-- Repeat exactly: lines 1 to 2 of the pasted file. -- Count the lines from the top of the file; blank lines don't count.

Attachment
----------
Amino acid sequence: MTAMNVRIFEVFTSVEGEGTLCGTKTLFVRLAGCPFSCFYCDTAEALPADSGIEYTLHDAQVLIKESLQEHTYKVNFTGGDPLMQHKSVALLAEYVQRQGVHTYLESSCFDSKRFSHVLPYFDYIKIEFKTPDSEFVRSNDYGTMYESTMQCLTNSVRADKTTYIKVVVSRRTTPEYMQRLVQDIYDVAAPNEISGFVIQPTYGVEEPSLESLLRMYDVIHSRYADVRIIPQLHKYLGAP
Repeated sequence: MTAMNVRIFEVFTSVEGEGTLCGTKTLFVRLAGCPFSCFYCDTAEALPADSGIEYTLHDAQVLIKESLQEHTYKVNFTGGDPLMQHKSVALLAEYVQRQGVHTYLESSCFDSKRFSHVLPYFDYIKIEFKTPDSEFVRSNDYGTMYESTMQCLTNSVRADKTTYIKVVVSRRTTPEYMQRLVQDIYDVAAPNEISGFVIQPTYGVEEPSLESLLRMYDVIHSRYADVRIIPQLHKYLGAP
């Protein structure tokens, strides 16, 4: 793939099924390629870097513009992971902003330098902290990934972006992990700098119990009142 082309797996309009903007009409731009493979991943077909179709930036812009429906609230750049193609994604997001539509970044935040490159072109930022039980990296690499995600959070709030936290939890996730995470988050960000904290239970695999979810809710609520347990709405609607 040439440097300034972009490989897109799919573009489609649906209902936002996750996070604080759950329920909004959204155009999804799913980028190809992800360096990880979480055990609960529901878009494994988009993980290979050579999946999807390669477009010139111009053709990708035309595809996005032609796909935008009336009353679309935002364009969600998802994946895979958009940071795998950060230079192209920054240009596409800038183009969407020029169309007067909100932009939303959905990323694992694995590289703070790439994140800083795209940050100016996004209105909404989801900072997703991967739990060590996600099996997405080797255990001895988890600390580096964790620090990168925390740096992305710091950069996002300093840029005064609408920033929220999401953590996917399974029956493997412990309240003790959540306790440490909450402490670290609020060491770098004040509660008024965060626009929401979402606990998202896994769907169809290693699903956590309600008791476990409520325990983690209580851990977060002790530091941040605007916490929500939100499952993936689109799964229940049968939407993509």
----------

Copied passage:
Amino acid sequence: MTAMNVRIFEVFTSVEGEGTLCGTKTLFVRLAGCPFSCFYCDTAEALPADSGIEYTLHDAQVLIKESLQEHTYKVNFTGGDPLMQHKSVALLAEYVQRQGVHTYLESSCFDSKRFSHVLPYFDYIKIEFKTPDSEFVRSNDYGTMYESTMQCLTNSVRADKTTYIKVVVSRRTTPEYMQRLVQDIYDVAAPNEISGFVIQPTYGVEEPSLESLLRMYDVIHSRYADVRIIPQLHKYLGAP
Repeated sequence: MTAMNVRIFEVFTSVEGEGTLCGTKTLFVRLAGCPFSCFYCDTAEALPADSGIEYTLHDAQVLIKESLQEHTYKVNFTGGDPLMQHKSVALLAEYVQRQGVHTYLESSCFDSKRFSHVLPYFDYIKIEFKTPDSEFVRSNDYGTMYESTMQCLTNSVRADKTTYIKVVVSRRTTPEYMQRLVQDIYDVAAPNEISGFVIQPTYGVEEPSLESLLRMYDVIHSRYADVRIIPQLHKYLGAP